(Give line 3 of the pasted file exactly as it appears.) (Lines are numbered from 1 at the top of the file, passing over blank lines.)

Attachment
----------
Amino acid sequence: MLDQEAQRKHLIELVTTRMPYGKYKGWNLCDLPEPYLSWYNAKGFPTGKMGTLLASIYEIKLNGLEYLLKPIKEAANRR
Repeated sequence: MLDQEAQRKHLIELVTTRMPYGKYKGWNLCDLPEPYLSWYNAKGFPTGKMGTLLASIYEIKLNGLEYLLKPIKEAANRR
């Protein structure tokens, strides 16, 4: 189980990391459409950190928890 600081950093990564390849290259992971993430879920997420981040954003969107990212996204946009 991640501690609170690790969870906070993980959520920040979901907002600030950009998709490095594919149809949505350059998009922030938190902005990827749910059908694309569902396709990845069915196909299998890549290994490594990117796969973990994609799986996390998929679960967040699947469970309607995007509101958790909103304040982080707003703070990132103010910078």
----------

């Protein structure tokens, strides 16, 4: 189980990391459409950190928890 600081950093990564390849290259992971993430879920997420981040954003969107990212996204946009 991640501690609170690790969870906070993980959520920040979901907002600030950009998709490095594919149809949505350059998009922030938190902005990827749910059908694309569902396709990845069915196909299998890549290994490594990117796969973990994609799986996390998929679960967040699947469970309607995007509101958790909103304040982080707003703070990132103010910078």